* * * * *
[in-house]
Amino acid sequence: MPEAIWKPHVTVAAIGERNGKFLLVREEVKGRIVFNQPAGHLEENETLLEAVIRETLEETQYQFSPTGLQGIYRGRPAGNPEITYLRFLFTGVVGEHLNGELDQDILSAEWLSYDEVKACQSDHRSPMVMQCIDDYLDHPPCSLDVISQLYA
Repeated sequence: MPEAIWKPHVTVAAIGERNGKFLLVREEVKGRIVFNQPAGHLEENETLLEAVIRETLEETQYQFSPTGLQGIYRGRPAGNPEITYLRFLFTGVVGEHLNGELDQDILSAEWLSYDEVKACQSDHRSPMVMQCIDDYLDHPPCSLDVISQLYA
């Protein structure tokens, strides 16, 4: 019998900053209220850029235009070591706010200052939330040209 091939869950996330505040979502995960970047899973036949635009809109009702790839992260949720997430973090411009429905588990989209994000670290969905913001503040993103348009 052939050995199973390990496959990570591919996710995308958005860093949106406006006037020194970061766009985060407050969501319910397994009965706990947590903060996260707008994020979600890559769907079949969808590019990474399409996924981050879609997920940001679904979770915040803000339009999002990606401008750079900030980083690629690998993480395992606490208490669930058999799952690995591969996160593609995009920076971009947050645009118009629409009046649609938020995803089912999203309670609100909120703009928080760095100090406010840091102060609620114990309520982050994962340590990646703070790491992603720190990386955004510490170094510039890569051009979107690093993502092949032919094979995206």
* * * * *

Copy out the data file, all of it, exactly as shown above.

[in-house]
Amino acid sequence: MPEAIWKPHVTVAAIGERNGKFLLVREEVKGRIVFNQPAGHLEENETLLEAVIRETLEETQYQFSPTGLQGIYRGRPAGNPEITYLRFLFTGVVGEHLNGELDQDILSAEWLSYDEVKACQSDHRSPMVMQCIDDYLDHPPCSLDVISQLYA
Repeated sequence: MPEAIWKPHVTVAAIGERNGKFLLVREEVKGRIVFNQPAGHLEENETLLEAVIRETLEETQYQFSPTGLQGIYRGRPAGNPEITYLRFLFTGVVGEHLNGELDQDILSAEWLSYDEVKACQSDHRSPMVMQCIDDYLDHPPCSLDVISQLYA
């Protein structure tokens, strides 16, 4: 019998900053209220850029235009070591706010200052939330040209 091939869950996330505040979502995960970047899973036949635009809109009702790839992260949720997430973090411009429905588990989209994000670290969905913001503040993103348009 052939050995199973390990496959990570591919996710995308958005860093949106406006006037020194970061766009985060407050969501319910397994009965706990947590903060996260707008994020979600890559769907079949969808590019990474399409996924981050879609997920940001679904979770915040803000339009999002990606401008750079900030980083690629690998993480395992606490208490669930058999799952690995591969996160593609995009920076971009947050645009118009629409009046649609938020995803089912999203309670609100909120703009928080760095100090406010840091102060609620114990309520982050994962340590990646703070790491992603720190990386955004510490170094510039890569051009979107690093993502092949032919094979995206």